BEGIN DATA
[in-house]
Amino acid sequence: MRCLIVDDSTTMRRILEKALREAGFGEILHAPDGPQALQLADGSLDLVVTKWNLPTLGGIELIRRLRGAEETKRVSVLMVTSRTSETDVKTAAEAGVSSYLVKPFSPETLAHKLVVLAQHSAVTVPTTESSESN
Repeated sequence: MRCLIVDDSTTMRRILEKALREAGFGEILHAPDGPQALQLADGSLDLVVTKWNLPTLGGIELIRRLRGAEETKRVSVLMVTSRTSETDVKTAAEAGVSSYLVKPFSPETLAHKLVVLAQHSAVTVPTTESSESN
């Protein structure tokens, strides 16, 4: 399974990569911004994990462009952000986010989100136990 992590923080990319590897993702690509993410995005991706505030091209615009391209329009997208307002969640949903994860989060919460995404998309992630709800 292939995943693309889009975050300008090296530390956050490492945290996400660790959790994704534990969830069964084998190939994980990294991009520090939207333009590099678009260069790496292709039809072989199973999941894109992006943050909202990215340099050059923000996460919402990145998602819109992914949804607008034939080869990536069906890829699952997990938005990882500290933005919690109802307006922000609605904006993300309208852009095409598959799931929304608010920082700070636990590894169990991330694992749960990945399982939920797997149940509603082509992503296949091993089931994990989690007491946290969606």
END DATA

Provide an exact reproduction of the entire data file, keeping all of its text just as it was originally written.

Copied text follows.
[in-house]
Amino acid sequence: MRCLIVDDSTTMRRILEKALREAGFGEILHAPDGPQALQLADGSLDLVVTKWNLPTLGGIELIRRLRGAEETKRVSVLMVTSRTSETDVKTAAEAGVSSYLVKPFSPETLAHKLVVLAQHSAVTVPTTESSESN
Repeated sequence: MRCLIVDDSTTMRRILEKALREAGFGEILHAPDGPQALQLADGSLDLVVTKWNLPTLGGIELIRRLRGAEETKRVSVLMVTSRTSETDVKTAAEAGVSSYLVKPFSPETLAHKLVVLAQHSAVTVPTTESSESN
């Protein structure tokens, strides 16, 4: 399974990569911004994990462009952000986010989100136990 992590923080990319590897993702690509993410995005991706505030091209615009391209329009997208307002969640949903994860989060919460995404998309992630709800 292939995943693309889009975050300008090296530390956050490492945290996400660790959790994704534990969830069964084998190939994980990294991009520090939207333009590099678009260069790496292709039809072989199973999941894109992006943050909202990215340099050059923000996460919402990145998602819109992914949804607008034939080869990536069906890829699952997990938005990882500290933005919690109802307006922000609605904006993300309208852009095409598959799931929304608010920082700070636990590894169990991330694992749960990945399982939920797997149940509603082509992503296949091993089931994990989690007491946290969606």